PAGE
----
In 2003 Ibrahim and his family were the beneficiaries of an apparent tax fraud perpetrated by IIIT. According to its own tax filings for that year, IIIT made $92,200 in contributions to Ibrahim’s daughter, Nurul Izzah. Where it listed the donations to Izzah on the tax forms, IIIT violated U.S. law by indicating “none” under the heading “Donee’s Relationship.” The group would have lost its tax-exempt status had it been known that it was sending money to the family member of a director. Ibrahim never disavowed this act when given the chance and even stated explicitly that these contributions were made for the education of his six children.
At a 2005 ABIM conference in Malaysia, Dr. Ahmad Totonji — IIIT’s Vice President and a co-founder of a Saudi-financed Islamic charity with ties to the SAAR Foundation and al Qaeda — praised Ibrahim’s efforts to promote Islamic rule in his homeland: “We have changed the world. I first came to Malaysia in 1970 and was met by Br[other] Anwar…. I am glad to see sisters everywhere in Malaysia today wearing [the] [hijab]. We have made a better world for Muslims.” Totonji further congratulated Ibrahim for his success in disguising his underlying desire to replace Malaysia’s parliamentary democracy with a system based on Sharia Law: “It was wise not to involve ABIM in the political work, it was wise to keep daawah [proselytization] separate from politics.”
Returning to the political arena in time for Malaysia’s 2008 general election, Ibrahim led the Opposition Coalition to winning more parliamentary seats than ever before, though not enough to defeat the UMNO. Later that year, new charges of sodomy were brought against Ibrahim. As of September 2011, they had not yet been adjudicated.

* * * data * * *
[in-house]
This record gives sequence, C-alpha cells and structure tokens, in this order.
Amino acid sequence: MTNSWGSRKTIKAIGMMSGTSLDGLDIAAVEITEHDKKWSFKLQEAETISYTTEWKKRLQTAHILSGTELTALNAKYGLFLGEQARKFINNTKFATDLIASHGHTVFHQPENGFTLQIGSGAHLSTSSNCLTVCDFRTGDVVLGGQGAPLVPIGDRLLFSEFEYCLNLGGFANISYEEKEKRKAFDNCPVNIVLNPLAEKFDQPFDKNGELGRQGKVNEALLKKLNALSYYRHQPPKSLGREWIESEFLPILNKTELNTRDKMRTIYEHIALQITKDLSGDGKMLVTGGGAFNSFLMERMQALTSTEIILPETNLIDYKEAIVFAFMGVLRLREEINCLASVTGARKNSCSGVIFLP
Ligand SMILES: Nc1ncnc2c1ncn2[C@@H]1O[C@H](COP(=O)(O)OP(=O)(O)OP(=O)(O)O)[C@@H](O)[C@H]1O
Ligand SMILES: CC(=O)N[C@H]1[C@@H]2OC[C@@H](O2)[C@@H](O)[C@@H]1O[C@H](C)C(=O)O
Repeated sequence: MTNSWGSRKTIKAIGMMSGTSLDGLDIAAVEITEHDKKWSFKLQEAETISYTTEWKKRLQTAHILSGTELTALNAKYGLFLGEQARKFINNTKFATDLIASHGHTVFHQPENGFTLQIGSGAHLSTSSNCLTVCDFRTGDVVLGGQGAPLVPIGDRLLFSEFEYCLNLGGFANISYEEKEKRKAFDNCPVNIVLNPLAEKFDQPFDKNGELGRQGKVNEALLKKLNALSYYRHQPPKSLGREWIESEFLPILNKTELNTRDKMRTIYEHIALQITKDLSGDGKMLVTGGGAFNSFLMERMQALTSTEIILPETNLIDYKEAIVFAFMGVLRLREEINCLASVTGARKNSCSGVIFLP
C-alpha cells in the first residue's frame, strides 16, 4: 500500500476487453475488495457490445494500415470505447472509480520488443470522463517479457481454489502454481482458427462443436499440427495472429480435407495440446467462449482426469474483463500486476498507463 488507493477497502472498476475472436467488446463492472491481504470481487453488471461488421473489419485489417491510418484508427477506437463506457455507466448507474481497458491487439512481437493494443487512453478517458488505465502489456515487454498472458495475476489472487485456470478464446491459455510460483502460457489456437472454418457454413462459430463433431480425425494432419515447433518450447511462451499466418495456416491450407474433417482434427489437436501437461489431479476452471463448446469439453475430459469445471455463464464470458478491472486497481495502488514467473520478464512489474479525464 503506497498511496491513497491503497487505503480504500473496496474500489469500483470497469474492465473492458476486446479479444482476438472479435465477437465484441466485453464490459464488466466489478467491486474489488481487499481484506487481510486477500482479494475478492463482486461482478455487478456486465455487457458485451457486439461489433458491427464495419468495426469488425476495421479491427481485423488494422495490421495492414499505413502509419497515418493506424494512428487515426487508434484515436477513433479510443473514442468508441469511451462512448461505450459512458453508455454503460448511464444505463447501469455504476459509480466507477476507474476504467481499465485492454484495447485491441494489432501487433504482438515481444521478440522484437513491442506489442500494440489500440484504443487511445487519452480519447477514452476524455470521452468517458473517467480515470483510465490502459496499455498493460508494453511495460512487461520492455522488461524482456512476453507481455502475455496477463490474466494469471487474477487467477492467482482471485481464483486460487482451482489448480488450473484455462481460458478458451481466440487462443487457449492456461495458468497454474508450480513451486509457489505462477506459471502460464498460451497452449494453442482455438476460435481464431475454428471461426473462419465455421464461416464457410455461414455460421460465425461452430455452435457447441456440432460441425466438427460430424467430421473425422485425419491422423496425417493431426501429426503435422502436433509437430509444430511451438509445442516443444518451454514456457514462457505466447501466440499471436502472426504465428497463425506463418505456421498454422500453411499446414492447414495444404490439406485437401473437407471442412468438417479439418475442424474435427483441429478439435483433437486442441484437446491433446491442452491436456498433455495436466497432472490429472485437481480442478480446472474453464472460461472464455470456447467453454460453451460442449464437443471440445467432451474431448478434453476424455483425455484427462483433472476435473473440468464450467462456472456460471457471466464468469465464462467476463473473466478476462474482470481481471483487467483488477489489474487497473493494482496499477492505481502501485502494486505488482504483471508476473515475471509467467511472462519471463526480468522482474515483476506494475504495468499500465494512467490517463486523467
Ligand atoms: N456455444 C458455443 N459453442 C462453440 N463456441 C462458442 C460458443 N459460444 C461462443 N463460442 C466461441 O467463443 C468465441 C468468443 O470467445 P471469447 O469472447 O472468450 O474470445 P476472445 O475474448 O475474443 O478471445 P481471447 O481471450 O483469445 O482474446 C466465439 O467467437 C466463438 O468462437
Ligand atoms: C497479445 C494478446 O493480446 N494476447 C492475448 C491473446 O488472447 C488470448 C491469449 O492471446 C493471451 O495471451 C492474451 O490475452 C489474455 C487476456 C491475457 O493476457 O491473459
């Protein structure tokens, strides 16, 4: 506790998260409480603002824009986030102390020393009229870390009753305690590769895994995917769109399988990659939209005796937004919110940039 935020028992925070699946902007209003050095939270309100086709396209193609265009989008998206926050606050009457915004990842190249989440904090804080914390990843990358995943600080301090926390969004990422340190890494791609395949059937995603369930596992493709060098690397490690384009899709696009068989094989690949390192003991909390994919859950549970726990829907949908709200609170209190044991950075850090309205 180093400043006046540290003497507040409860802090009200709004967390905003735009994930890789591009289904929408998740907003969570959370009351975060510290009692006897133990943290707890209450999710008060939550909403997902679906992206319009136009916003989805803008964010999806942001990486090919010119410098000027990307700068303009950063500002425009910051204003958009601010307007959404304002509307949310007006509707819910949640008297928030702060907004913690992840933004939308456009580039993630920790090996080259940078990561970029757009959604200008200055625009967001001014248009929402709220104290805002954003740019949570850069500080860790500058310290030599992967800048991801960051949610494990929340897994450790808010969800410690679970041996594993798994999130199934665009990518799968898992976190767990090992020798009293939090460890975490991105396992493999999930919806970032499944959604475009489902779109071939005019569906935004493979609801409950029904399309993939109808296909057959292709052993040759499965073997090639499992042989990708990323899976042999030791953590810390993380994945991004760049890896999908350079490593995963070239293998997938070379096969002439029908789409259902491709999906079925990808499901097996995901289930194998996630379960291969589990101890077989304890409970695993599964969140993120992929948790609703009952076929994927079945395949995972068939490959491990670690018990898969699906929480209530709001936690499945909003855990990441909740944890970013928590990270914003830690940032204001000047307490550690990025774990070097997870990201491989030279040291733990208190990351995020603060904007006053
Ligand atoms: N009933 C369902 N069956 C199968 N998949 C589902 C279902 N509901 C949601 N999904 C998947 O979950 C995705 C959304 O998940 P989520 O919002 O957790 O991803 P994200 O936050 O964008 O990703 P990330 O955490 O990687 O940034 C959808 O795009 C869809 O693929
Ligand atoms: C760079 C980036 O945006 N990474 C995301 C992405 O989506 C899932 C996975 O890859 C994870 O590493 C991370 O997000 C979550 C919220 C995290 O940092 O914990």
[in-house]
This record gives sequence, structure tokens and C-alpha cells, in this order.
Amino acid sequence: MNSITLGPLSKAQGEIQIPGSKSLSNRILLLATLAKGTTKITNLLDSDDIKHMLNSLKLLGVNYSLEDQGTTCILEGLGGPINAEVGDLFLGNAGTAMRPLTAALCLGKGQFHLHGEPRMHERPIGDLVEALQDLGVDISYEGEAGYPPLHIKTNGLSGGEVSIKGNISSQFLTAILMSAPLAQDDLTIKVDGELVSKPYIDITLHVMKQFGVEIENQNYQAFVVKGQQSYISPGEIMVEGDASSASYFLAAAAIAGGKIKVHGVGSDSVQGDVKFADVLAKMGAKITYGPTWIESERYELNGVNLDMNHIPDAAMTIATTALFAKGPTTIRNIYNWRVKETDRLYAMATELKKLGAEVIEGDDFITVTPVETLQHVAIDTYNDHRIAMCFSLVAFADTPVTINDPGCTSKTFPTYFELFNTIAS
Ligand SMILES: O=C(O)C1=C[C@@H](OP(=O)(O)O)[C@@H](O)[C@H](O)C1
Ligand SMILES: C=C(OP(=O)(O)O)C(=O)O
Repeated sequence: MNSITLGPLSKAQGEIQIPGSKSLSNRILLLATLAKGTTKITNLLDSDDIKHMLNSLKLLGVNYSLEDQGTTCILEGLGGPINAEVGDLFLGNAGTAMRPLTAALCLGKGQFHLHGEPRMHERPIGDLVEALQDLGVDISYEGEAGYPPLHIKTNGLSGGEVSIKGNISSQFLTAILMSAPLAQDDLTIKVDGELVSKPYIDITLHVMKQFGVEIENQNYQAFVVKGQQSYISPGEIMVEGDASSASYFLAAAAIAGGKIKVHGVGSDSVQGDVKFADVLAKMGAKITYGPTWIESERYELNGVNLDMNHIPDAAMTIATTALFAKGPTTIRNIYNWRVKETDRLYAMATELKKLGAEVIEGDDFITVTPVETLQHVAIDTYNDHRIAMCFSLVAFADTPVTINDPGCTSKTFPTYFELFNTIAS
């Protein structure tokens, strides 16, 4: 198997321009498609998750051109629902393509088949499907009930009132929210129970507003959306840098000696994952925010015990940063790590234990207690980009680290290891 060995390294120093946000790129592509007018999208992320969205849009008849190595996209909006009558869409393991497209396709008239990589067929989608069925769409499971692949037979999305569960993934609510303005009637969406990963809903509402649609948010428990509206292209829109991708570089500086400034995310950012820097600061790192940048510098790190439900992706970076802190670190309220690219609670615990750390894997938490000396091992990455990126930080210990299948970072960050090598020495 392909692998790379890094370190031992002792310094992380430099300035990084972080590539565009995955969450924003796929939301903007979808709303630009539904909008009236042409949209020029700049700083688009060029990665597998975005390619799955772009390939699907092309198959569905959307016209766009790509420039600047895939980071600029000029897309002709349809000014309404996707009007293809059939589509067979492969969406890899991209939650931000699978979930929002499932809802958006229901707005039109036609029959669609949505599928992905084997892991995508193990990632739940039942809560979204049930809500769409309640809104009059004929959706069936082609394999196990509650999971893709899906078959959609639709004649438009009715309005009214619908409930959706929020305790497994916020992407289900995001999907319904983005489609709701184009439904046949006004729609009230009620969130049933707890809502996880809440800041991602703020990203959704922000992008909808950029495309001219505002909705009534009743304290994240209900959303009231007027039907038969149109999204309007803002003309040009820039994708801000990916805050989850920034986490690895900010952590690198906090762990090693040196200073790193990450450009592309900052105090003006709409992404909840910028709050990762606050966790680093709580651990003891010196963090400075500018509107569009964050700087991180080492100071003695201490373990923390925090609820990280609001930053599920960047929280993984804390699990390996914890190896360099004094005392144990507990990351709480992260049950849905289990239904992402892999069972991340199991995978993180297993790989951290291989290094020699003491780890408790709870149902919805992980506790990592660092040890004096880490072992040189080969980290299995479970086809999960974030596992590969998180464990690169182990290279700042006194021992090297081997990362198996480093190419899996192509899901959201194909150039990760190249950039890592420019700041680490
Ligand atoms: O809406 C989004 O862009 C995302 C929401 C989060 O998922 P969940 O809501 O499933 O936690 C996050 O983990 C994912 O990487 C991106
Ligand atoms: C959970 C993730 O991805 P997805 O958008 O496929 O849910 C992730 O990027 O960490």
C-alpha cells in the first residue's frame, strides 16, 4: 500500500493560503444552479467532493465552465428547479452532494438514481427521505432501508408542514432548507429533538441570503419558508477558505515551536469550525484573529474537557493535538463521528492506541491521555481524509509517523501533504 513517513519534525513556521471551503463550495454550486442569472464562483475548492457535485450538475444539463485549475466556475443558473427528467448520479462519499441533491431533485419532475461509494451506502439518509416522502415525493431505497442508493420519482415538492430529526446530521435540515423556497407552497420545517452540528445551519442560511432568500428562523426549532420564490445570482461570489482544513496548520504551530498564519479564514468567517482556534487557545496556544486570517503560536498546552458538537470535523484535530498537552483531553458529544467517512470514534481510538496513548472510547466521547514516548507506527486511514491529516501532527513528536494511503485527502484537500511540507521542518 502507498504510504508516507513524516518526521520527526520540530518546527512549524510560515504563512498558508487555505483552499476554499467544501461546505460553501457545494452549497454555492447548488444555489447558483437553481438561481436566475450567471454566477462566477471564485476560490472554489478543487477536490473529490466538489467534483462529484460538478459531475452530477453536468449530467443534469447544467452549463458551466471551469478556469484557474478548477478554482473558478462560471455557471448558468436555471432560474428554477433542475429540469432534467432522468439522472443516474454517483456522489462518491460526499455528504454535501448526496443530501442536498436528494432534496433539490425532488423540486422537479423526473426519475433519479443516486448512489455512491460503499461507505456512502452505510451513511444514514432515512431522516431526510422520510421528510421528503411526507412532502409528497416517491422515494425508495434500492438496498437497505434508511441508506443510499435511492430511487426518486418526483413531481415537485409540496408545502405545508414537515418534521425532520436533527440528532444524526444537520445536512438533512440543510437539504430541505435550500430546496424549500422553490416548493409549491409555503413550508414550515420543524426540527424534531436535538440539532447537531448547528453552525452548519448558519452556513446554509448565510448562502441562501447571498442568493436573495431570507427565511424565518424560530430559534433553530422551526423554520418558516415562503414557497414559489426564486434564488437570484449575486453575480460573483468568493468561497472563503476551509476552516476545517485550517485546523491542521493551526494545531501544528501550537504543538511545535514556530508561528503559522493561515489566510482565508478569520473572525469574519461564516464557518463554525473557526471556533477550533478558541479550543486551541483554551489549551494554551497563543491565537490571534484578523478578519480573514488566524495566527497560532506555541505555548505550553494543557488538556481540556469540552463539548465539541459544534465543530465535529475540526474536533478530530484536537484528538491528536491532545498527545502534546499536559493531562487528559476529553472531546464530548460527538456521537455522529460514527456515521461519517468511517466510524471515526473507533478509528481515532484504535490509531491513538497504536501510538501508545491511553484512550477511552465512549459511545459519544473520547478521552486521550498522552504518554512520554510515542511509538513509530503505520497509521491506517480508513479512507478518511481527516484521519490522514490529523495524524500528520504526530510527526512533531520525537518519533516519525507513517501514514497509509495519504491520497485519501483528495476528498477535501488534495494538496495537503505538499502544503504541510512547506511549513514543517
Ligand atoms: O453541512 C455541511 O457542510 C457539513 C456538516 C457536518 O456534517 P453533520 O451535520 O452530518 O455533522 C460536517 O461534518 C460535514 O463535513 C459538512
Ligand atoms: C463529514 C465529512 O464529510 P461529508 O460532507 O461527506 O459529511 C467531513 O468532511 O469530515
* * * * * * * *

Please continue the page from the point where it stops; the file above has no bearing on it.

On numerous occasions, Ibrahim has expressed anti-Israel and anti-Semitic views. A few days after the Israeli seizure of the terrorist-laden Free Gaza Movement flotilla in May 2010, for instance, he led a chanting protest mob of thousands in front of the U.S. Embassy in Kuala Lumpur. “Israelis are able to continue with their aggression because of the soft position taken by the [American] President,” Ibrahim declared. Three days later, in the Malaysian parliament, he said: “Israel wouldn’t dare to attack the flotilla and set up blockades in Gaza without the support of America.”
When Malaysian Prime Minister Najib Razak in 2010 decided to cut off oil supplies to an Iran which was seeking nuclear weapons, Ibrahim stood in the legislature to charge that a “Jewish-controlled” public-relations firm hired by Razak was covertly working to manipulate Malaysian policy on America’s behalf. “How can our foreign policy have changed [so] dramatically?” Ibrahim demanded. “Our policy on Iran shows how weak we are. Unprecedented in the history of our country, even Mahathir Mohamad himself never shifted in Afghanistan and the Palestinian question.”